- "We're not sure of warning labels on tanks," but for exposure levels they told me I should go to the company Web site and look up the MSDS. This site states, in bold print, "Pregnant women should avoid any exposure to nitrous oxide."
There have been only a handful of articles written about the effects of nitrous. I asked several random dentists if they had ever heard of any correlation between nitrous oxide and miscarriages. Every one of them had not heard of that, and said that since they have a scavenger system in their office, everything was "all good." Some were aware of no nitrous use during pregnancy for patients. They said there was nothing said or commented on anywhere that would warn the female pregnant employee or employer not to administer nitrous oxide while pregnant.
After doing much research for a solution or practical safety precautions, the best and most concise I found is from the University of Washington School of Dentistry. Most of the rest of this article is their information (www.dental.washington.edu/Safety/healthnsafety/Chemicals/nitrous.htm).6Some key highlights are:
• "Since it is a gas, its asphyxiating ability must be kept continually in mind as well as its toxic properties; it should not be used with pregnant women."
• "Ensure that a properly operating scavenging system is used when nitrous oxide anesthesia is used that includes properly fitting facemasks, and an attendant exhaust system. Room ventilation should be four to 12 room air changes per hour, and the room should be at negative pressure with respect to adjacent rooms. Nitrous oxide containers must be specifically labeled. A medical surveillance program must be in place for operators of nitrous oxide administration equipment, and special training must be available for all operators."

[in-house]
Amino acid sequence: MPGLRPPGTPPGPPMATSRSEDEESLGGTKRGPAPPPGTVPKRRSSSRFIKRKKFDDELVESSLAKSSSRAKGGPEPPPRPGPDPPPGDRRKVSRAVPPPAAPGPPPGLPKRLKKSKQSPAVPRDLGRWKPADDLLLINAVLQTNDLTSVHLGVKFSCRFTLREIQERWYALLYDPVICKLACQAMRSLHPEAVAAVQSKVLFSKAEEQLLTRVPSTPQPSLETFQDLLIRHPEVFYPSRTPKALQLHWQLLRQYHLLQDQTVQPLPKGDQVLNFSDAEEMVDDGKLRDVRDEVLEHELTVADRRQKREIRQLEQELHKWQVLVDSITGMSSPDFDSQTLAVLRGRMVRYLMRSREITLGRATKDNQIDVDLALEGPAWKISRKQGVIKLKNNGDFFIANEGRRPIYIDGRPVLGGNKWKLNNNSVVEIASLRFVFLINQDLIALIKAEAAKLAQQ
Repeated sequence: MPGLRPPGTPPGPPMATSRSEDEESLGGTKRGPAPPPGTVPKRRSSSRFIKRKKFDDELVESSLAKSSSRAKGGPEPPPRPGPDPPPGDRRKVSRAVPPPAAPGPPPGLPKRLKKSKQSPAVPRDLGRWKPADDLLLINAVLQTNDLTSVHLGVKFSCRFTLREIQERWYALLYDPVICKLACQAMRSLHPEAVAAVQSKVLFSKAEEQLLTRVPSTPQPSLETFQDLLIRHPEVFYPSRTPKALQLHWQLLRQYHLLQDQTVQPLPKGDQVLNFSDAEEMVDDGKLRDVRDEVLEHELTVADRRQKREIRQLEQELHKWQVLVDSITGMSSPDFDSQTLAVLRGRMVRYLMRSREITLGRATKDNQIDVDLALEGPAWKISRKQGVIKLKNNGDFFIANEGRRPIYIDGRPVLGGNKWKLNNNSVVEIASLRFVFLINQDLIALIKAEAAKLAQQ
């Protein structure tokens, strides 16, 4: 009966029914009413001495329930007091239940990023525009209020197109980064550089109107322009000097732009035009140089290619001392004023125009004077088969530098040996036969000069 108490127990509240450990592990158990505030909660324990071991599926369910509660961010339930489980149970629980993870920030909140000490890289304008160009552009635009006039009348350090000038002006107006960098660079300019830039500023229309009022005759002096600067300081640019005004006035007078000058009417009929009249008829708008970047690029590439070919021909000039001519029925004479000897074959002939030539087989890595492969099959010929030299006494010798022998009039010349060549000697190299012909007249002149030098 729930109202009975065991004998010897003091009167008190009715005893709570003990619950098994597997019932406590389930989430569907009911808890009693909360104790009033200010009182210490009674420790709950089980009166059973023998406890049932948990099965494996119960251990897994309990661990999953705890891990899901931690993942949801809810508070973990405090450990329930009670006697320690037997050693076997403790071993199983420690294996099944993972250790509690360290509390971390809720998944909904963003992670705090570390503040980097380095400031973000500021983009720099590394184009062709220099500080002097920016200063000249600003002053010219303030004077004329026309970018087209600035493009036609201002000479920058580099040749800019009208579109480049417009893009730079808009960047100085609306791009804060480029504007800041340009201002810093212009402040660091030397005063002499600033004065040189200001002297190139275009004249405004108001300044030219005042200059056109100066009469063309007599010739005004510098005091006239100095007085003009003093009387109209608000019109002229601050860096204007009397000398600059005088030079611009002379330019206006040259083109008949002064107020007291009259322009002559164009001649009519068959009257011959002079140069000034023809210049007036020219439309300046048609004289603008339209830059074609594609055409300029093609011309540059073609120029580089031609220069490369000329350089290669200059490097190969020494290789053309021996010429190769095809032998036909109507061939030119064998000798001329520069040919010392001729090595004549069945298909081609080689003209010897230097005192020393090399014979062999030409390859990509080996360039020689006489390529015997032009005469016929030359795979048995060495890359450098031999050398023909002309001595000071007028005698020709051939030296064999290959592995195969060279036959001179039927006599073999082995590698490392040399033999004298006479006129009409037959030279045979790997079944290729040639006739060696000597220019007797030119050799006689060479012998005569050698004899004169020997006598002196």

• "[dental school employees] are not exposed to concentrations of nitrous oxide (N2O) that exceed the recommendations of the National Institute of Occupational Safety and Health and the Joint Commission for Accreditation of Hospitals. The [latter] suggests maintaining time–weighted average exposures of 25 ppm or less, and NIOSH has recommended, in a proposed standard, that no workers be exposed to time–weighted average concentrations greater than 25 ppm in hospital operating rooms and 50 ppm in dental operatories. These limits were recommended because they are achievable with available technology, not because they assure occupational safety. It is not possible at present to designate a "known" safe level of exposure."
• "Nitrous oxide enters the body by inhalation and is readily absorbed through the lungs and transported throughout the body. Short–term or acute exposure to N2O may cause headaches, nausea, fatigue, and irritability. Long–term or chronic exposure is suspected of causing serious health problems including increased incidence of spontaneous abortions and congenital abnormalities, and liver, kidney, and nerve disorders such as peripheral neuropathy."
The occupational safety officers for the dental school also implement control measures, which include:
- Limit/modify the use of nitrous oxide. Minor modifications in an anesthetist's work practices can substantially reduce anesthetic exposure.
- Use a specially–designed scavenging system.
- Use an adjustable, well–fitting nose mask.
- Minimize speech by the patient during dental procedures.
- Perform frequent leak testing of equipment.
- Use fresh air dilution in controlled general ventilation whenever possible.
- Add an air sweep fan (to dilute gas concentrations).
Where do we go from here?
The part that saddens me is that there are no federal regulations regarding anesthetic waste. What does it take to make this happen? How many more miscarriages must there be?My opinion is that, sadly, there will have to be more tragedies among employers in order for change to happen. With the increasing number of female dentists, the tragedies will be recognized and one day there will be regulation.
About the Author
Debra Grant, RDH, CA, is owner of Oraspa, Inc. Debra is a national speaker on various subjects dealing with complementary and alternative dentistry and dental hygiene. She also serves on the Illinois State Dental Board. You may reach Debra at email@example.com or www.oraspa.com.